The field of AIS has achieved importance as a branch of Computational Intelligence since its inception in the 1990s. The four major AIS algorithms on which research is centered are: 1) Negative Selection Algorithm (NSA); 2) Artificial Immune Networks; 3) Clonal Selection Algorithm; and 4) Danger Theory and Dendritic Cell Algorithms. AI brings together the disciplines of Immunology, Computer Science and Engineering. Over the past decade research into the Immune System has gained popularity as a vehicle for novel solutions to complex issues. The highly distributed, adaptive nature of the immune system includes capabilities such as learning, memory and pattern recognition which are solid foundations for an artificial equivalent. AIS outcomes require

Figure 1. Danger theory model.

Figure 2. MANET security goals.

both integration of immunology and engineering to transform the complex evolved mechanisms found in the HIS.

Forrest et al. [3] proposed a negative selection method to distinguish self from non-self, based on the generation of T-cells. This approach was applied to the problem of virus detection in a computer and raised the profile of negative selection approaches. Following the work by Forrest et al. variations of the negative selection algorithm have been developed with the essential properties of the original negative selection algorithm remaining.

Artificial Immune Networks (AINs) are another popular AIS approach that was based on Farmer et al.’s immune network model [1] and an early immune network algorithm was designed by Ishida [11] . Timmis et al. [12] redefined the artificial immune network. Castro et al. [13] proposed the Clonal Selection Algorithm (CLONALG) which is based on a clonal selection principle processes similar to those found in Genetic Algorithms including clone, mutation and reselection.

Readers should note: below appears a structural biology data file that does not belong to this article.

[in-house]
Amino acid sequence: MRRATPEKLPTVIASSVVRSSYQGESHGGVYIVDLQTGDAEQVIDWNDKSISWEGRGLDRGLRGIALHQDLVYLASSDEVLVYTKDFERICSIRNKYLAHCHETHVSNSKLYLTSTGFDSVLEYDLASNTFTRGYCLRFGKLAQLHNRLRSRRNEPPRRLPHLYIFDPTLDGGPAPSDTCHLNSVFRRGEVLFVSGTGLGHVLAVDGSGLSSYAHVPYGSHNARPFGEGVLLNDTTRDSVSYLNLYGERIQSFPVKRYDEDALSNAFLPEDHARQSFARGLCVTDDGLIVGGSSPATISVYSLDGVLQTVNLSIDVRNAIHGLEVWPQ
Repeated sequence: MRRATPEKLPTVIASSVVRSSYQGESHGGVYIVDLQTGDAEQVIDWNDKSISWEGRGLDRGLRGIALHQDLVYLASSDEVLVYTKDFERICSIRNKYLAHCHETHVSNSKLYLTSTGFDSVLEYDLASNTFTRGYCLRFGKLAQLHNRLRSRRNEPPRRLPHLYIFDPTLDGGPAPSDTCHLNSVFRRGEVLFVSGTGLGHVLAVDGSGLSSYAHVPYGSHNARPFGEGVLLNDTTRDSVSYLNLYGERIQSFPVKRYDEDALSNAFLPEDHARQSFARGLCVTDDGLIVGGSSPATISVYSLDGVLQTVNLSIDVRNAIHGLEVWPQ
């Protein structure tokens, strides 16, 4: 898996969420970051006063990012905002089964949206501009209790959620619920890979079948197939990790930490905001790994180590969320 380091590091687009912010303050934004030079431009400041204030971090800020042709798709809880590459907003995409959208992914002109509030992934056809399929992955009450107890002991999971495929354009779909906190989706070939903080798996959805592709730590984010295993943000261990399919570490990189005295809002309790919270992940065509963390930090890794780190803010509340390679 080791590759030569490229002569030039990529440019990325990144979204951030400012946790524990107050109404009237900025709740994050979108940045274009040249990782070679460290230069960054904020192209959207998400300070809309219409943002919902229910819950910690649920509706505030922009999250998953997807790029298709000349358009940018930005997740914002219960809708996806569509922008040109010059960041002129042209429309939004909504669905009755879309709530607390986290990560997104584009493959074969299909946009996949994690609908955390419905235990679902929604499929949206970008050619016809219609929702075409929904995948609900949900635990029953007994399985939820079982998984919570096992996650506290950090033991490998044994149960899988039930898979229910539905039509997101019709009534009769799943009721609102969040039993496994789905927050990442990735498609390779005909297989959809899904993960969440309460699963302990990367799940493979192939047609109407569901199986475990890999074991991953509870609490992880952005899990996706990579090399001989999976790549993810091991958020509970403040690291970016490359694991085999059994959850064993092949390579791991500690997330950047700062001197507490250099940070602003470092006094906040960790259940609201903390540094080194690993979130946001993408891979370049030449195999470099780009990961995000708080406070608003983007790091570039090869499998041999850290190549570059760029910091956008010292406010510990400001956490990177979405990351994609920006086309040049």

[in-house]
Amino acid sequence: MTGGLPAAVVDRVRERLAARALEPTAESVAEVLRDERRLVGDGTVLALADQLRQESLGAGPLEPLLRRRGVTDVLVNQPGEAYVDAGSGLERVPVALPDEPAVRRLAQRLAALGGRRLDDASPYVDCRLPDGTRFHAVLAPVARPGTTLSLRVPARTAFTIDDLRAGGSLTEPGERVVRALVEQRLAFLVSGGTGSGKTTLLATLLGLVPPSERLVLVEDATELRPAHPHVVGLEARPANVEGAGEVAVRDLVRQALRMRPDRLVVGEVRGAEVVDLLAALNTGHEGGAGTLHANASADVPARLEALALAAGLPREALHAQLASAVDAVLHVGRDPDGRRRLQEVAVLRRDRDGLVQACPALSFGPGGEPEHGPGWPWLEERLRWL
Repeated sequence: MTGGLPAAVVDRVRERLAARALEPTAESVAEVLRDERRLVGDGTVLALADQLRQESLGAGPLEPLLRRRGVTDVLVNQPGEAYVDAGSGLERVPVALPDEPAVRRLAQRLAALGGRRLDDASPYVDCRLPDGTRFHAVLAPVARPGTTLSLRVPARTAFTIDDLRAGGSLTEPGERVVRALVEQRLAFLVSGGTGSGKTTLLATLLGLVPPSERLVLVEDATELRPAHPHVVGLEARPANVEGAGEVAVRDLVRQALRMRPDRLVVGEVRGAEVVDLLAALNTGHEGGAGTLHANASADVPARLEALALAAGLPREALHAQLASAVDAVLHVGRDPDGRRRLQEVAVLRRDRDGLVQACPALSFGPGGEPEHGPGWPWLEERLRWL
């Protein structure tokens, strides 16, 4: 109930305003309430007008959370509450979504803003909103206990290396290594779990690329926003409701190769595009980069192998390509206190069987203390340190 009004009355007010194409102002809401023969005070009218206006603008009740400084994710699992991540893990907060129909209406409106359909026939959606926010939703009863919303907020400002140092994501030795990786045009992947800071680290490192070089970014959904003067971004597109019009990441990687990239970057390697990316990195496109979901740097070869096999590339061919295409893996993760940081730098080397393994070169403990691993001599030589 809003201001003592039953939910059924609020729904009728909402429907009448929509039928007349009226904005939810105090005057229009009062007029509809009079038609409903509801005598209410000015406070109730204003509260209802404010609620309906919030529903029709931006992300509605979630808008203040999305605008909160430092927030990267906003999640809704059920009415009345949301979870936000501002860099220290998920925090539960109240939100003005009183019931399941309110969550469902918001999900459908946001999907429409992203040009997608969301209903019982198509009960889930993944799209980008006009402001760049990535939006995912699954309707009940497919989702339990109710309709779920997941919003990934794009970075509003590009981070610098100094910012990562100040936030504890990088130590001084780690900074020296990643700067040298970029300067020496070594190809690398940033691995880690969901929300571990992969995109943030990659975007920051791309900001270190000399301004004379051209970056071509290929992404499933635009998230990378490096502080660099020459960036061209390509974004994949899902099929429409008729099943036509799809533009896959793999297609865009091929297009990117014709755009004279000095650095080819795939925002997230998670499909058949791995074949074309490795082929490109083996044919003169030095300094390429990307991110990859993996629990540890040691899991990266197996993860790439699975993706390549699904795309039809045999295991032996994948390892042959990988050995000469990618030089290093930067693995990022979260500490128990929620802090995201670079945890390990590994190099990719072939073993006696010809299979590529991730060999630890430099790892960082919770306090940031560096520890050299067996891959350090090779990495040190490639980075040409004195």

The AIS community has produced a multifaceted set of immune inspired algorithms in order to solve computational as well as real world problems. Castro and Timmis [14] provided a detailed analysis of the Immune System and a presentation of current AIS algorithms. Tarakanov et al. [15] provided an insight into the mathematical basis of immunocomputing. Ishida [16] reviewed immune network models and highlighted the benefits of each approach.

4. AIS Algorithms

4.1. Negative Selection

In the biotic or biological immune system T-cells are initially formed in the bone marrow and on maturation they move to the thymus. The phase of T-cell evolution is characterized by expressions provided by T-cell recep- tors. Whenever the Pre-T-cells and thymus cells interact this leads to Pre-T-cell multiplication and divergence. Then these T-cells undergo negative selection to eliminate T-cells that are activated by self in the thymus. Although variations of negative selection have been proposed, the process described in [17] [18] still remains in use.

Gao et al. [19] proposed enlarging non overlapping detectors to obtain non-self coverage. Let the detector center be Oj, then detector j will have a maximum radius of rj. The detectors with large radii have higher fitness. Ma et al. [20] describe a mechanism to produce useful detectors that are randomly produced and the unmatched antigen is placed into a detector space called the feedback detector. The feedback detector will be eliminated in case it matches self strings. Once the feedback detector becomes mature it will be used to match antigens. When the feedback detector acquires a match on further antigens, it becomes a legitimate detector. Simple Evolutionary NSA (ENSA) and basic ENSA [20] are Negative Selection Algorithm (NSA) variations and the functionality of Simple ENSA is to generate detectors capable of identifying corrupted data. When a detector is to match correct data it can lead to wayward or abnormal changes in the detector and this detector will be discarded. The evolution of the next generation detectors takes place through mutation, positive selection and negative selection. Such evolutionary inception loops to generate detectors continue until a wayward change is detected. In Basic ENSA, in addition to the next generation detector set, a randomly generated detector is also added. By including the additional detector searches can take place in the global space as well. ENSA finds its use in hardware/ software segregation in embedded systems.